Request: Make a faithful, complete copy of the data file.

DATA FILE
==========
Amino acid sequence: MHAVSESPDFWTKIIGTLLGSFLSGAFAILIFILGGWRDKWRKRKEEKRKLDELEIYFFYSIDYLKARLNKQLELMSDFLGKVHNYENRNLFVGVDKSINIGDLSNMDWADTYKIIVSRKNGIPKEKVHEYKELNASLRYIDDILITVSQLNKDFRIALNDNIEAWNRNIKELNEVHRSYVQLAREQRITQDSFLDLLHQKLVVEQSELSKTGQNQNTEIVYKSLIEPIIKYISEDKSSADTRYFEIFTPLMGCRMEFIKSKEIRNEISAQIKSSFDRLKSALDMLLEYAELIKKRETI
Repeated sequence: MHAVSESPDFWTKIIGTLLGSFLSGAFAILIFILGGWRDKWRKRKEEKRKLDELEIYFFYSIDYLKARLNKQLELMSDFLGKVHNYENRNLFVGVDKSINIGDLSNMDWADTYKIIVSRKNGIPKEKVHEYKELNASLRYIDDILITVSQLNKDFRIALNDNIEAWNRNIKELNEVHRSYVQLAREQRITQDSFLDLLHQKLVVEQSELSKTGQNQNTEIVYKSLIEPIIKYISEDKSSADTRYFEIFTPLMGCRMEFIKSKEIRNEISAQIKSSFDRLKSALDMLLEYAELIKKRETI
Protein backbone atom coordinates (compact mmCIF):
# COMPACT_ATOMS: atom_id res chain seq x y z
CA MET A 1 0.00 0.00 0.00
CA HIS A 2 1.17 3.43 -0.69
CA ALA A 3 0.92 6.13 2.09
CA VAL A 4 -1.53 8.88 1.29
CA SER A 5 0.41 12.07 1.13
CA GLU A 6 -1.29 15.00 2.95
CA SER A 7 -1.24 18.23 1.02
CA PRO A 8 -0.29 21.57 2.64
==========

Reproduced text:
Amino acid sequence: MHAVSESPDFWTKIIGTLLGSFLSGAFAILIFILGGWRDKWRKRKEEKRKLDELEIYFFYSIDYLKARLNKQLELMSDFLGKVHNYENRNLFVGVDKSINIGDLSNMDWADTYKIIVSRKNGIPKEKVHEYKELNASLRYIDDILITVSQLNKDFRIALNDNIEAWNRNIKELNEVHRSYVQLAREQRITQDSFLDLLHQKLVVEQSELSKTGQNQNTEIVYKSLIEPIIKYISEDKSSADTRYFEIFTPLMGCRMEFIKSKEIRNEISAQIKSSFDRLKSALDMLLEYAELIKKRETI
Repeated sequence: MHAVSESPDFWTKIIGTLLGSFLSGAFAILIFILGGWRDKWRKRKEEKRKLDELEIYFFYSIDYLKARLNKQLELMSDFLGKVHNYENRNLFVGVDKSINIGDLSNMDWADTYKIIVSRKNGIPKEKVHEYKELNASLRYIDDILITVSQLNKDFRIALNDNIEAWNRNIKELNEVHRSYVQLAREQRITQDSFLDLLHQKLVVEQSELSKTGQNQNTEIVYKSLIEPIIKYISEDKSSADTRYFEIFTPLMGCRMEFIKSKEIRNEISAQIKSSFDRLKSALDMLLEYAELIKKRETI
Protein backbone atom coordinates (compact mmCIF):
# COMPACT_ATOMS: atom_id res chain seq x y z
CA MET A 1 0.00 0.00 0.00
CA HIS A 2 1.17 3.43 -0.69
CA ALA A 3 0.92 6.13 2.09
CA VAL A 4 -1.53 8.88 1.29
CA SER A 5 0.41 12.07 1.13
CA GLU A 6 -1.29 15.00 2.95
CA SER A 7 -1.24 18.23 1.02
CA PRO A 8 -0.29 21.57 2.64